The Qualities of Successful Partners

The Qualities of Successful Partners

By John Milsom

Over the last 20 years Wickland Westcott has supported the selection and development of Partners at many leading professional service firms (PSFs). We have assessed over a thousand people for promotion to Senior Partner, Partner or Director roles within Finance, Legal Services, Management Consultancy and general advisory businesses. We have designed, implemented and audited Partner processes for many professional firms, including among the big four. What have we learnt?

We believe four core capabilities differentiate the most effective Partners. These qualities are required in addition to the basics of technical capability, and of course a solid business case for the appointment.

Commercial acumen: Understanding clients and markets, Conceptual thinking, Tailored solutions, Business development appetite, Understanding own firm strategy, Building value. Personal impact: Emotional intelligence, Interpersonal sensitivity, Social and self confidence, Adaptability, Relationship building, Co-creation and mutual benefit.
People Leadership: Leading from within, Setting a positive example, Engagement and empowerment, Managing performance, Championing change, Talent attraction Drive: Purpose, Ownership, Proactivity, Tenacity, Quality focus, Restless curiosity.

We have found these factors to be applicable across different organisations, sectors and even practice areas within firms. No two Partners are alike of course, which is one of the attractions and challenges of leading professional service firms. Those providing advisory services to high net worth individuals will need to adopt a different interpersonal approach than that taken by Personal Injury Partners specialising in serious claims. Consequently, the emphasis across and within each of these qualities varies depending on the individual context of each Partner’s work, their role within the firm, and the markets they serve. Nevertheless, all four qualities are required to some degree.

Whilst the succession of senior professionals into Partnership is the lifeblood of the business model, very few firms appear to be good at developing these qualities in their rising stars. Similarly, a surprising number promote internally or invest in expensive lateral hires without fully testing them.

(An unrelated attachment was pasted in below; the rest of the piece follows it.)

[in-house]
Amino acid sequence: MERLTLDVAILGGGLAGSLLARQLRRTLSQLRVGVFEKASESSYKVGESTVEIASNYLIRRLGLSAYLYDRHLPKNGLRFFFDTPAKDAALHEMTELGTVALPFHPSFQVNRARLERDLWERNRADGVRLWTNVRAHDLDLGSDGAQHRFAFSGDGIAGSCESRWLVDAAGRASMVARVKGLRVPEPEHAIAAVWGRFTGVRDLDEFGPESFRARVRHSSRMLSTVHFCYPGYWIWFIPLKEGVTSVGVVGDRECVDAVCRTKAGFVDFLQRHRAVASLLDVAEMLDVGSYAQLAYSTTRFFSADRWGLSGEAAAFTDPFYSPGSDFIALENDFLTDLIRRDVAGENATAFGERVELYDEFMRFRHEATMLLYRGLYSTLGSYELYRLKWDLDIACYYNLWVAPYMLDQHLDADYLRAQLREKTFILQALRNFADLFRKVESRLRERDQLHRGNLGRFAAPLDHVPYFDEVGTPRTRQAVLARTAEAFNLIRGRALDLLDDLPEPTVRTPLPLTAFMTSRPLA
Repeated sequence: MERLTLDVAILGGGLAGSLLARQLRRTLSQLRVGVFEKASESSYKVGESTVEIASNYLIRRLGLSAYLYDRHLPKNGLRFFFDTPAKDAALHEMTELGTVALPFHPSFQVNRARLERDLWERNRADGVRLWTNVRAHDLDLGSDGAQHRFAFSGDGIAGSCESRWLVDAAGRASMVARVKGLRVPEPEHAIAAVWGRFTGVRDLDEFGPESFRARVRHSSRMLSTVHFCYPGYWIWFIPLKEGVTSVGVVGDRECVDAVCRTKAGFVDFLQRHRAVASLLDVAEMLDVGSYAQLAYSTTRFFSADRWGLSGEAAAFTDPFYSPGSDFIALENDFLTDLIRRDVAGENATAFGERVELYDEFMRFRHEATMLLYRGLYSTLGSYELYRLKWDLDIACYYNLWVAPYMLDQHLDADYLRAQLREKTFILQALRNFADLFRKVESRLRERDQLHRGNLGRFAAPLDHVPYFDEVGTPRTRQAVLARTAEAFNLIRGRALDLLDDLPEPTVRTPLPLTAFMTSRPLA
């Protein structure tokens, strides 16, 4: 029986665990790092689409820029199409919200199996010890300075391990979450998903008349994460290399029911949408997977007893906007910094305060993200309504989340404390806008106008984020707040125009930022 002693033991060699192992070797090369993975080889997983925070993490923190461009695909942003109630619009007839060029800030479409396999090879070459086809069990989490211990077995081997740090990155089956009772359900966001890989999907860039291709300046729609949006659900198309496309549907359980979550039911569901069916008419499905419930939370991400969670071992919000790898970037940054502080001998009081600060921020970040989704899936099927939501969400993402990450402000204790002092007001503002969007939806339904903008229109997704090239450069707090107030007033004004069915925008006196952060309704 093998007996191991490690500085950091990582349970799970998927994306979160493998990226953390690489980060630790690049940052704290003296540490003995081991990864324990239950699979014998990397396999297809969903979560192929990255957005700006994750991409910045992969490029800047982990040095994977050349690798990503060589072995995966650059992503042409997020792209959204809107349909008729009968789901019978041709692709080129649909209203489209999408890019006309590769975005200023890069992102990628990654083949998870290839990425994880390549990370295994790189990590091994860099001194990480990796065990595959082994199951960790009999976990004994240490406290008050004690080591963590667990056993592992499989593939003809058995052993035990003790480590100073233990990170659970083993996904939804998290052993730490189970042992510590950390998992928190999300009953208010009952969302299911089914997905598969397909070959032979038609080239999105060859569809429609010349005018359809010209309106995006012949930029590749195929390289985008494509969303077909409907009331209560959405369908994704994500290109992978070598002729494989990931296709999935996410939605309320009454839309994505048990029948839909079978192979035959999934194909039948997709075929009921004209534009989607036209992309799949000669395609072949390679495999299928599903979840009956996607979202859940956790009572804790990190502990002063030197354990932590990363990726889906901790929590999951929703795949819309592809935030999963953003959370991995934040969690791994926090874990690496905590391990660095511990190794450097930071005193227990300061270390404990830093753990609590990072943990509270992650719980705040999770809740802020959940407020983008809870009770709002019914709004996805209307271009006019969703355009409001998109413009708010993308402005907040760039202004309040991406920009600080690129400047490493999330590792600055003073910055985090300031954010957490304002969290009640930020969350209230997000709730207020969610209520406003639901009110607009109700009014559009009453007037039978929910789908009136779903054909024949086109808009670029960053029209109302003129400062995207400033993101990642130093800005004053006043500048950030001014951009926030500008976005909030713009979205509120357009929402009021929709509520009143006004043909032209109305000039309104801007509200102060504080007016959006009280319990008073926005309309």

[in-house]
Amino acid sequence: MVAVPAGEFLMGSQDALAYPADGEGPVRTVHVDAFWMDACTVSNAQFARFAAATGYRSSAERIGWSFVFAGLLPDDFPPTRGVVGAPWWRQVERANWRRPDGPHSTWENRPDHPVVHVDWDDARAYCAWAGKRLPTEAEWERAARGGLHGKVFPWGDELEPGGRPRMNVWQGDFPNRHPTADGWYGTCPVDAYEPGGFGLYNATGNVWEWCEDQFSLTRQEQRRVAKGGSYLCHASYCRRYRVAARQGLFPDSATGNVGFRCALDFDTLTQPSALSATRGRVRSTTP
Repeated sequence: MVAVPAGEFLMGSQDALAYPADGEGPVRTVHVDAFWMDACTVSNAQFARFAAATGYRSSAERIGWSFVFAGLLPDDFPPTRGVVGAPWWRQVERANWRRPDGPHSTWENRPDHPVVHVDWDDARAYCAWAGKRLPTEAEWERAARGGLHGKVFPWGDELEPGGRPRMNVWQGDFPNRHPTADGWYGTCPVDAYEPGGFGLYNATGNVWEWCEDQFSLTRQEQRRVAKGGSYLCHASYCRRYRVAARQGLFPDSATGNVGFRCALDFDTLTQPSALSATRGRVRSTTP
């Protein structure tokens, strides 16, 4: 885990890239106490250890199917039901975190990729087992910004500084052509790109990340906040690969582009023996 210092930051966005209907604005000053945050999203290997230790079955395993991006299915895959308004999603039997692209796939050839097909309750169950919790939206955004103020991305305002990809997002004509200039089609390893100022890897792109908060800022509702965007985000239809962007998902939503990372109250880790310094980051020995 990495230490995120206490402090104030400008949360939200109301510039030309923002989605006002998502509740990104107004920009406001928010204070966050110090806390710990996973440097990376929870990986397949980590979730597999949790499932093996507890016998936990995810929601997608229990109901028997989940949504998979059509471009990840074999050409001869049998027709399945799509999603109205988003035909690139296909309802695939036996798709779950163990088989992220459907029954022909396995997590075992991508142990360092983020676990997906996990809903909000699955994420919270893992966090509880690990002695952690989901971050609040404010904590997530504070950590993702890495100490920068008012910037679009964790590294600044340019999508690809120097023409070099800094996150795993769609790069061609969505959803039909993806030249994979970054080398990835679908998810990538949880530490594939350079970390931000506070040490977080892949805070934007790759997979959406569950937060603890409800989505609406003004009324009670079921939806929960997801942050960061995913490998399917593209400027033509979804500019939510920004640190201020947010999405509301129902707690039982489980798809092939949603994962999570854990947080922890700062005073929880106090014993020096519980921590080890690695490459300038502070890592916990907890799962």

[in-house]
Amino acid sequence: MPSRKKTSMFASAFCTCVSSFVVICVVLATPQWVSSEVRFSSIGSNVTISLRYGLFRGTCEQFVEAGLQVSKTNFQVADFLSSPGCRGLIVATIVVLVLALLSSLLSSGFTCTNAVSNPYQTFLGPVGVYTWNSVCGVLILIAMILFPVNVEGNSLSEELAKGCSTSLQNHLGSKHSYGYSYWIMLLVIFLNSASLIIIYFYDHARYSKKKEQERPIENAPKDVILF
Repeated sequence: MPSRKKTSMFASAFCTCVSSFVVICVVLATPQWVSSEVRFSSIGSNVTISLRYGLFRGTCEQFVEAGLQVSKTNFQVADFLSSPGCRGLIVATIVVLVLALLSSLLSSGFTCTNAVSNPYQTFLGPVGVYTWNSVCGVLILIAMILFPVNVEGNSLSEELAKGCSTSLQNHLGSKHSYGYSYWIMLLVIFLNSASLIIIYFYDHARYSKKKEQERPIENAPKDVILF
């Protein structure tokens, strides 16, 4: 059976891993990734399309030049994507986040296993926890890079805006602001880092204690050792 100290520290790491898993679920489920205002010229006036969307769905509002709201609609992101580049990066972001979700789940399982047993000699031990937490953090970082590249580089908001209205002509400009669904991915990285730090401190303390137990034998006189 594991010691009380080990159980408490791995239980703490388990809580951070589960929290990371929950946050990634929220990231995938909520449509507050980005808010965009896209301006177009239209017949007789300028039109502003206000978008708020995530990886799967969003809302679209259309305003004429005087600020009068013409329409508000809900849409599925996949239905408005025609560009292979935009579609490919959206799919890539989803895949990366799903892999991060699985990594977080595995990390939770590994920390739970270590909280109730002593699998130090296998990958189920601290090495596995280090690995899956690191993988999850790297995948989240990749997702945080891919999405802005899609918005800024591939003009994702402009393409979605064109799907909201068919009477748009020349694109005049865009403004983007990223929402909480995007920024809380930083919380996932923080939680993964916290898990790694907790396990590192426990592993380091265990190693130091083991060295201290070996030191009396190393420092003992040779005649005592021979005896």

Failing to pay attention to broader capability leads to Partner communities that consist of individual technical specialists isolated from the common brand, each leading in their own way and building allegiance to their own practices, rather than engaging the next generation within a single corporate identity. This confuses the market, inhibits cross-selling and provides conflicting messages about the desired behaviours within organisations.

This often comes to a head with the thorny issue of ‘rainmakers’ – big billers who command market respect and attention, but (in their client-centricity) often neglect internal policy and process. These people can represent uncomfortable role models. This is genuinely challenging ground for the leadership team – who understandably desire both revenue and alignment. No wonder leaders of PSFs are said to require “knee-pads and a Colt 45”.

Another symptom of appointing based purely on technical capability and a business case is that it inhibits diversity. I recently heard of a female ‘big four’ Partner-track candidate being told that what the firm is looking for is essentially “a good bloke”. I’m certain this isn’t in line with the organisation’s policy, but it is indicative of the cultural challenge that derails some Partnerships in their attempts to evolve in step with their markets, and with the expectations of society.

Taking a consistent and objective view of a Partner’s leadership capability provides an essential means to address these issues. These four qualities provide a valuable platform for long-term growth. Our experience also suggests that providing rigorous assessment, feedback and coaching to Partner candidates before, during and after their promotion provides a powerful intervention for the individuals themselves, as well as providing good data for decision making panels.

Finally, in our experience the most progressive Partnerships:

  • engage, encourage, challenge and support potential Partner candidates from early in their careers, smoothing the transition to Partnership, and
  • recognise that achieving Partnership is not the end of the journey, but in fact a new beginning requiring further encouragement, support and development.

Wickland Westcott specialises in assessing and developing senior teams and individuals. If you would like more information on how to choose the right leaders for your organisation, or if you are looking for input on the development of Partners please email John Milsom at Wickland Westcott ( or call him on 01625 508100.

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